Purely Bayesian counterfactuals versus Newcomb's paradox

08/10/2020 ∙ by Lê Nguyên Hoang, et al. ∙ 0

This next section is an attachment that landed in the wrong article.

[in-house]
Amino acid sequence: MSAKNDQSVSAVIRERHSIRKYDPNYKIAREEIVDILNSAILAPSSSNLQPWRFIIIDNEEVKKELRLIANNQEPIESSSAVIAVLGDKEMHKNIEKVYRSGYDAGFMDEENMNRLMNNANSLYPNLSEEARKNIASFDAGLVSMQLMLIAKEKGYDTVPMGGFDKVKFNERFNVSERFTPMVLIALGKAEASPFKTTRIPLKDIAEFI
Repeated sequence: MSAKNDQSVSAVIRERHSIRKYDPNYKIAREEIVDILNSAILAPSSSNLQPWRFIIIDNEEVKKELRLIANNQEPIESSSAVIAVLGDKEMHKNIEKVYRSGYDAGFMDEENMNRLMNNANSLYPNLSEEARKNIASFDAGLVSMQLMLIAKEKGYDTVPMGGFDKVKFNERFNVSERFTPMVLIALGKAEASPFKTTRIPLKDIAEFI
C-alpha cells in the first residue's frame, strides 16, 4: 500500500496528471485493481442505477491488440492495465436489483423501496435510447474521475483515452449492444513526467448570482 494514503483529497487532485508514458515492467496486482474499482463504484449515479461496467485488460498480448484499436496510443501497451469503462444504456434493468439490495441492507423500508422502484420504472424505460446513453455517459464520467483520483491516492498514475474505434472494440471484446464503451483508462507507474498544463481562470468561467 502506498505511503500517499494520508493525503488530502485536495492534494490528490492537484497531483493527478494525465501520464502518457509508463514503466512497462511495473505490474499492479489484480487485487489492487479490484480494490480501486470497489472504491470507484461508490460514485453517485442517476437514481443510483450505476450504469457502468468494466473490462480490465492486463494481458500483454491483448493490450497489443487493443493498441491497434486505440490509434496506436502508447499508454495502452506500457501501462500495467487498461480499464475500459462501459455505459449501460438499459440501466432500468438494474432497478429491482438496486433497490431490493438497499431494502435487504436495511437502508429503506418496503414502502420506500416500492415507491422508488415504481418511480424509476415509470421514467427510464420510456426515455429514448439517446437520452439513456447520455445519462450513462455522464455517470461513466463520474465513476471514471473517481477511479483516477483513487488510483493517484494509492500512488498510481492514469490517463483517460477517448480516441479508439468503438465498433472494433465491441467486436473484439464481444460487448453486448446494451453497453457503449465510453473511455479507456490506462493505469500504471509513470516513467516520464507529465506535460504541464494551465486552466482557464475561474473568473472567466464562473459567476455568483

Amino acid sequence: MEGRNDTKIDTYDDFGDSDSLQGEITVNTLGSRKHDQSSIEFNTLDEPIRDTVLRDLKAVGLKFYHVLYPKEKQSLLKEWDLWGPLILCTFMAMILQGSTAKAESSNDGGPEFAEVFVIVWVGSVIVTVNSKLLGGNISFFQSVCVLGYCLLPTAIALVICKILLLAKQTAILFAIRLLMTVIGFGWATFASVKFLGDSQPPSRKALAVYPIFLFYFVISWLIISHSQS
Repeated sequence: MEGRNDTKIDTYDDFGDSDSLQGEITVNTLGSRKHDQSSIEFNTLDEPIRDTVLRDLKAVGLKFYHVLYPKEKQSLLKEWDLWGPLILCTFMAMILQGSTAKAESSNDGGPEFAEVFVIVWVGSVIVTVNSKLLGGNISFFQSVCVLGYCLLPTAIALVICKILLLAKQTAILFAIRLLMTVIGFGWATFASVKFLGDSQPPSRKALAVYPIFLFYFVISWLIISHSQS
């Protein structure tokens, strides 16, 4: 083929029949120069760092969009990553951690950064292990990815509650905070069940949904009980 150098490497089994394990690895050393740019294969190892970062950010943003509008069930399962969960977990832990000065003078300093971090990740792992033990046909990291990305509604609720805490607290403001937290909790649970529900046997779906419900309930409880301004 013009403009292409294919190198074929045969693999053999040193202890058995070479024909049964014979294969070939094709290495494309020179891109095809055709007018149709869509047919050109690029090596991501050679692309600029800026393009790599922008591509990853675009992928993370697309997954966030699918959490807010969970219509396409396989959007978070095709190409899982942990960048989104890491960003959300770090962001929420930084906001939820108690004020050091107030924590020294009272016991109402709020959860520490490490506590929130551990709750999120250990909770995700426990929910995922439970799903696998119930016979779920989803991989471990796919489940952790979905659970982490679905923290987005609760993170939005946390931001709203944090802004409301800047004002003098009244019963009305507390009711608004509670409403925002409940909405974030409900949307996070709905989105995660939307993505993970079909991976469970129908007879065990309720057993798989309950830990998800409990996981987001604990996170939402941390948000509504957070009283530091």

This paper proposes a careful separation between an entity's epistemic system and their decision system. Crucially, Bayesian counterfactuals are estimated by the epistemic system; not by the decision system. Based on this remark, I prove the existence of Newcomb-like problems for which an epistemic system necessarily expects the entity to make a counterfactually bad decision. I then address (a slight generalization of) Newcomb's paradox. I solve the specific case where the player believes that the predictor applies Bayes rule with a supset of all the data available to the player. I prove that the counterfactual optimality of the 1-Box strategy depends on the player's prior on the predictor's additional data. If these additional data are not expected to reduce sufficiently the predictor's uncertainty on the player's decision, then the player's epistemic system will counterfactually prefer to 2-Box. But if the predictor's data is believed to make them quasi-omniscient, then 1-Box will be counterfactually preferred. Implications of the analysis are then discussed. More generally, I argue that, to better understand or design an entity, it is useful to clearly separate the entity's epistemic, decision, but also data collection, reward and maintenance systems, whether the entity is human, algorithmic or institutional.



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